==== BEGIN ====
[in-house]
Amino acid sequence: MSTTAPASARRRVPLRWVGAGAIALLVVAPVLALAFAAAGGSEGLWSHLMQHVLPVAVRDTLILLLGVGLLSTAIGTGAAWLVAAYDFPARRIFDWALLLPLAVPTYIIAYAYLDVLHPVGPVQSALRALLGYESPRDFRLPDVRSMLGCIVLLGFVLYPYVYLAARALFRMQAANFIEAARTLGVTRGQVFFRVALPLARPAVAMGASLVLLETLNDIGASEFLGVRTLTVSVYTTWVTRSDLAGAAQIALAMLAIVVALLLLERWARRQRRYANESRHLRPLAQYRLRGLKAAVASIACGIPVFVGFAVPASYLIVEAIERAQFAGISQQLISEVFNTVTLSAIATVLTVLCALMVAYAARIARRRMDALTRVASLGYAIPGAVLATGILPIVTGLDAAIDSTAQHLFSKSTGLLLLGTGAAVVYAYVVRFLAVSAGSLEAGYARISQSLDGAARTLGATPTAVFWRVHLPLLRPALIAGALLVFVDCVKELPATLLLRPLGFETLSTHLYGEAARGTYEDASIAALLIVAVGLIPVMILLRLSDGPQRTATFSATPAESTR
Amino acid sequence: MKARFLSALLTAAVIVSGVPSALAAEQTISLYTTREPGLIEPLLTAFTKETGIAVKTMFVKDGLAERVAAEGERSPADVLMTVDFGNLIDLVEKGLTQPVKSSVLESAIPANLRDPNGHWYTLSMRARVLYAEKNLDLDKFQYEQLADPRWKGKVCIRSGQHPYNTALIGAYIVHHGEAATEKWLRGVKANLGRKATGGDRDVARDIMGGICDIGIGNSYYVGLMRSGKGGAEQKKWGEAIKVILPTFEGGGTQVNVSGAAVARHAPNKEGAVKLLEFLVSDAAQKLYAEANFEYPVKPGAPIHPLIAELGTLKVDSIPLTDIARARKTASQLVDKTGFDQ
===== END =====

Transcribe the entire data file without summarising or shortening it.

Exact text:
[in-house]
Amino acid sequence: MSTTAPASARRRVPLRWVGAGAIALLVVAPVLALAFAAAGGSEGLWSHLMQHVLPVAVRDTLILLLGVGLLSTAIGTGAAWLVAAYDFPARRIFDWALLLPLAVPTYIIAYAYLDVLHPVGPVQSALRALLGYESPRDFRLPDVRSMLGCIVLLGFVLYPYVYLAARALFRMQAANFIEAARTLGVTRGQVFFRVALPLARPAVAMGASLVLLETLNDIGASEFLGVRTLTVSVYTTWVTRSDLAGAAQIALAMLAIVVALLLLERWARRQRRYANESRHLRPLAQYRLRGLKAAVASIACGIPVFVGFAVPASYLIVEAIERAQFAGISQQLISEVFNTVTLSAIATVLTVLCALMVAYAARIARRRMDALTRVASLGYAIPGAVLATGILPIVTGLDAAIDSTAQHLFSKSTGLLLLGTGAAVVYAYVVRFLAVSAGSLEAGYARISQSLDGAARTLGATPTAVFWRVHLPLLRPALIAGALLVFVDCVKELPATLLLRPLGFETLSTHLYGEAARGTYEDASIAALLIVAVGLIPVMILLRLSDGPQRTATFSATPAESTR
Amino acid sequence: MKARFLSALLTAAVIVSGVPSALAAEQTISLYTTREPGLIEPLLTAFTKETGIAVKTMFVKDGLAERVAAEGERSPADVLMTVDFGNLIDLVEKGLTQPVKSSVLESAIPANLRDPNGHWYTLSMRARVLYAEKNLDLDKFQYEQLADPRWKGKVCIRSGQHPYNTALIGAYIVHHGEAATEKWLRGVKANLGRKATGGDRDVARDIMGGICDIGIGNSYYVGLMRSGKGGAEQKKWGEAIKVILPTFEGGGTQVNVSGAAVARHAPNKEGAVKLLEFLVSDAAQKLYAEANFEYPVKPGAPIHPLIAELGTLKVDSIPLTDIARARKTASQLVDKTGFDQ